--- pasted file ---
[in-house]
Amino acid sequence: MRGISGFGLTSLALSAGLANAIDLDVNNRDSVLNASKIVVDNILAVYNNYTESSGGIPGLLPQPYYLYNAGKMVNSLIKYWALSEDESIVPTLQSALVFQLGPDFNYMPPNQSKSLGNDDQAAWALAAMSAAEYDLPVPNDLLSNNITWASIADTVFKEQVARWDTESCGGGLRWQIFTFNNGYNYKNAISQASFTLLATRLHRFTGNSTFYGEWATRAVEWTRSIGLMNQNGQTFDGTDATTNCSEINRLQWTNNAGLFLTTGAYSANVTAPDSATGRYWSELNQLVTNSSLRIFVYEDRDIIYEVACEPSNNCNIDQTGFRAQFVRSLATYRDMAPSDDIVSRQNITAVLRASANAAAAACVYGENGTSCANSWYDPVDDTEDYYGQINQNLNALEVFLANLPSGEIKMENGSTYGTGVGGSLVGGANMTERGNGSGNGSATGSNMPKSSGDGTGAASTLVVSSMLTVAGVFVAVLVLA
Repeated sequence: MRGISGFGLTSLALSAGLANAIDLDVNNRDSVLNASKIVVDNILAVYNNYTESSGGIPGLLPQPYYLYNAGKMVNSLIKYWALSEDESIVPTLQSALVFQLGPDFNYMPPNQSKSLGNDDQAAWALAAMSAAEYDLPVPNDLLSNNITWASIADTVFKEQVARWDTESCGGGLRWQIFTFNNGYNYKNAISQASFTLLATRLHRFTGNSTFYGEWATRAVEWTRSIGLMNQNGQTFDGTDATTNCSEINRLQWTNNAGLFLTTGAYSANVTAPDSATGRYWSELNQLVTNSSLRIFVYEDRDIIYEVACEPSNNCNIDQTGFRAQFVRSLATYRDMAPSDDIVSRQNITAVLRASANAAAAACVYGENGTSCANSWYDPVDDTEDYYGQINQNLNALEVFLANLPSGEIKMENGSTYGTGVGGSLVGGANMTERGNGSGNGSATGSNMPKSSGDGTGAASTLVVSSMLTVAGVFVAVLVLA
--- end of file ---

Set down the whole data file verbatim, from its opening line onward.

[in-house]
Amino acid sequence: MRGISGFGLTSLALSAGLANAIDLDVNNRDSVLNASKIVVDNILAVYNNYTESSGGIPGLLPQPYYLYNAGKMVNSLIKYWALSEDESIVPTLQSALVFQLGPDFNYMPPNQSKSLGNDDQAAWALAAMSAAEYDLPVPNDLLSNNITWASIADTVFKEQVARWDTESCGGGLRWQIFTFNNGYNYKNAISQASFTLLATRLHRFTGNSTFYGEWATRAVEWTRSIGLMNQNGQTFDGTDATTNCSEINRLQWTNNAGLFLTTGAYSANVTAPDSATGRYWSELNQLVTNSSLRIFVYEDRDIIYEVACEPSNNCNIDQTGFRAQFVRSLATYRDMAPSDDIVSRQNITAVLRASANAAAAACVYGENGTSCANSWYDPVDDTEDYYGQINQNLNALEVFLANLPSGEIKMENGSTYGTGVGGSLVGGANMTERGNGSGNGSATGSNMPKSSGDGTGAASTLVVSSMLTVAGVFVAVLVLA
Repeated sequence: MRGISGFGLTSLALSAGLANAIDLDVNNRDSVLNASKIVVDNILAVYNNYTESSGGIPGLLPQPYYLYNAGKMVNSLIKYWALSEDESIVPTLQSALVFQLGPDFNYMPPNQSKSLGNDDQAAWALAAMSAAEYDLPVPNDLLSNNITWASIADTVFKEQVARWDTESCGGGLRWQIFTFNNGYNYKNAISQASFTLLATRLHRFTGNSTFYGEWATRAVEWTRSIGLMNQNGQTFDGTDATTNCSEINRLQWTNNAGLFLTTGAYSANVTAPDSATGRYWSELNQLVTNSSLRIFVYEDRDIIYEVACEPSNNCNIDQTGFRAQFVRSLATYRDMAPSDDIVSRQNITAVLRASANAAAAACVYGENGTSCANSWYDPVDDTEDYYGQINQNLNALEVFLANLPSGEIKMENGSTYGTGVGGSLVGGANMTERGNGSGNGSATGSNMPKSSGDGTGAASTLVVSSMLTVAGVFVAVLVLA